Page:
JOURNALISTS DENOUNCE NEW PRESS LEGISLATION.
Serbian journalists this week launched a protest against what they say are attempts by the authorities to curb freedom of the press, the Institute for War and Peace Reporting (IWPR) reported on 13 June. Eighteen editors and members of journalist associations signed a statement expressing dissatisfaction with the government's role in drafting new press legislation. The document, which also contained a list of recommendations, was sent on 9 June to top Serbian officials and international organizations. It accused the authorities of failing to make "an irrevocable break with the practice of direct influence on the media". One of the document's signatories, Radio and TV B92 Editor in Chief Veran Matic, told IWPR that the situation is more difficult now than at any time since the democratic opposition came to power. "The polarization between the government and the media is very intense. This is the most complicated period for the Serbian media since [former President Slobodan] Milosevic was ousted in October 2000," IWPR quoted him as saying. CAFONE-THIRD OF SERBS APPROVE GOVERNMENT PRESSURE ON MEDIA.
"Glas javnosti" and "Ipres" have researched what the Serbian people think about press bans and how they describe the government's attitude to the media, "Glas javnosti" and the Association of Independent Electronic Media reported in a press release on 16 June. Analyzing the response, "Ipres" concluded that the majority of Serbs (50.4 percent) believe that press bans are unnecessary because they jeopardize democratic freedoms. However a very high percentage (42.8 percent) see bans as a necessity which should be used only in extreme situations, while only 4.4 percent saw the banning of newspapers as a legitimate measure used by every state to protect itself from the abuse of democratic freedom. As far as Serbs' description of the present authorities' attitude to the media the situation is clearer, with 91.5 percent of people believing that the government is exerting some kind of pressure on media. Of these 91.5 percent, 60.7 percent say that the authorities are always exerting strong pressure on media, while 31.1 percent say that the government applies a reasonable amount of pressure on media, as does any other government. CAF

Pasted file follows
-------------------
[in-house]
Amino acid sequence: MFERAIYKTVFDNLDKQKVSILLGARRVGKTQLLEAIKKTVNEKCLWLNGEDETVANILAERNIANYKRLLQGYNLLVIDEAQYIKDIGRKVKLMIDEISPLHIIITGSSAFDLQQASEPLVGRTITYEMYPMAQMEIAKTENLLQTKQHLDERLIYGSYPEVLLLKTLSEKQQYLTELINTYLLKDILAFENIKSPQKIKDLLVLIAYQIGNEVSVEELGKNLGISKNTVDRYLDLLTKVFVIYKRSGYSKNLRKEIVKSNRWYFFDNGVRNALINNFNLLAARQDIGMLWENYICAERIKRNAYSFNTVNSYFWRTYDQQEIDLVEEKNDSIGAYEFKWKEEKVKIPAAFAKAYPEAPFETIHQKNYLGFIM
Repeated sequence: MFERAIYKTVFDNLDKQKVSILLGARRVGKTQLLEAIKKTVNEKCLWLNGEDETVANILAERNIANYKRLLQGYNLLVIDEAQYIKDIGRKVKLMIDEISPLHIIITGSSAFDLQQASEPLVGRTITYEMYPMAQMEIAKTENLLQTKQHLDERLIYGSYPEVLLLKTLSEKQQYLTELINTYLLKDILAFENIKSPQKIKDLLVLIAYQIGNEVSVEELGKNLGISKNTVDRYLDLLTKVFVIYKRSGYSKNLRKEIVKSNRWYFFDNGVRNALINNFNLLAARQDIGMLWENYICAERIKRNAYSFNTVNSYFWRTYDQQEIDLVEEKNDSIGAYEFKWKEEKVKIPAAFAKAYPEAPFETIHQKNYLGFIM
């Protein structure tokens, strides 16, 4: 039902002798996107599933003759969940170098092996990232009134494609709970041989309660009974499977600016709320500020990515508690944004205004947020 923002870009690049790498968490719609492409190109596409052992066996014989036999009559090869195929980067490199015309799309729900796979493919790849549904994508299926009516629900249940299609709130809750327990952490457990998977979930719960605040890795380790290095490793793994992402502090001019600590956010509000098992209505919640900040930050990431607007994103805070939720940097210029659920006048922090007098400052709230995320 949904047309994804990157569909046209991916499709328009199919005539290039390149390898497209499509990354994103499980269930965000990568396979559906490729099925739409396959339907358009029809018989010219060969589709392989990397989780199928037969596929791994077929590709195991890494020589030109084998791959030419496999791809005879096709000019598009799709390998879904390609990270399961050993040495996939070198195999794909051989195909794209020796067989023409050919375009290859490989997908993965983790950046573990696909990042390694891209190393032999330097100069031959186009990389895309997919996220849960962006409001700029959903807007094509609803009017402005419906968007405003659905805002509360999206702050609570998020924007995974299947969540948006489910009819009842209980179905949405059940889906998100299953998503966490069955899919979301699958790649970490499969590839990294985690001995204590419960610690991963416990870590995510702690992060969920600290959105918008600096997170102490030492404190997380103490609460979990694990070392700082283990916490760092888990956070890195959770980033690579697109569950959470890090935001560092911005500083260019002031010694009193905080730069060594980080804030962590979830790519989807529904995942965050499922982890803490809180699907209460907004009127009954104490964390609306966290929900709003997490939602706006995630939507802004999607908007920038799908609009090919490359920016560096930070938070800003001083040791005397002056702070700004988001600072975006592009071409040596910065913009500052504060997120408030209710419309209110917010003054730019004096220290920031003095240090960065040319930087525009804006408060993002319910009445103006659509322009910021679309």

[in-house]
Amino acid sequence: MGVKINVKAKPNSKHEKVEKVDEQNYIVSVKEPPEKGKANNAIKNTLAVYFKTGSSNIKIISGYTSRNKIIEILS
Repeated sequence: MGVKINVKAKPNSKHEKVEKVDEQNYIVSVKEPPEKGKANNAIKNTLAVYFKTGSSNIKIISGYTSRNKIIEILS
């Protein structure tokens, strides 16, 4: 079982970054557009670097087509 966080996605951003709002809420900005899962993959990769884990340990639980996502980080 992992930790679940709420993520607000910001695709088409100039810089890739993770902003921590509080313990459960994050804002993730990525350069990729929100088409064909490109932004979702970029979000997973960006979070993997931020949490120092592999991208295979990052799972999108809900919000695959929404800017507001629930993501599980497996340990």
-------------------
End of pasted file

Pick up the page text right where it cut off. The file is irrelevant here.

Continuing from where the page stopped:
PRESIDENT LAUNCHES CONTEST AMONG TV OFFICIALS TO SEE WHO PRAISES HIM LEAST...
Saparmurat Niyazov announced on 16 June that he is launching a competition among the directors of the three state television channels to determine who praised him the least, turkmenistan.ru and the Moscow-based Center for Journalism in Extreme Situations reported on 18 June. First prize in the contest is Niyazov's thanks. In announcing the contest, Niyazov complained about what he called the excessive television coverage of him and his activities, and the excessive praise heaped on him. He said he is tired of looking at his own portrait and that the focus of television coverage on him demonstrates the low professional level of broadcast journalists. He suggested that songs based on his poems should be broadcast instead, along with reports on what Turkmenistan has achieved since obtaining its independence. Niyazov has regularly voiced similar complaints about his personality cult for at least the last five years, but they have consistently resulted in an intensification, rather than a reduction, of that cult. ("RFE/RL Newsline," 19 June)...AND ATTACKS RUSSIAN MEDIA.
President Niyazov demanded international respect for his country and attacked the Russian media during his weekly televised cabinet meeting on 16 June, RIA-Novosti and polit.ru reported on 17 June. The Russian media were targeted for allegedly discrediting Turkmenistan in their reporting on the revocation of a Turkmen-Russian dual-citizenship agreement. Niyazov also complained that some Russian politicians have joined the campaign to discredit his country. Turkmenistan, Niyazov said, should be respected as a neutral state, the basic principle of whose foreign policy is openness and noninterference in the internal affairs of other countries. Niyazov also announced that he will ask the Halk Maslahaty (People's Assembly) at its annual session to approve constitutional changes that he said would improve Turkmenistan's national security, Interfax reported on 17 June. The report said Niyazov did not specify what those changes would be. After Niyazov's attack on the Russian media, the Turkmen Foreign Ministry issued a statement appealing to the Russian media for objectivity in its reporting of the citizenship issue. ("RFE/RL Newsline," 18 June)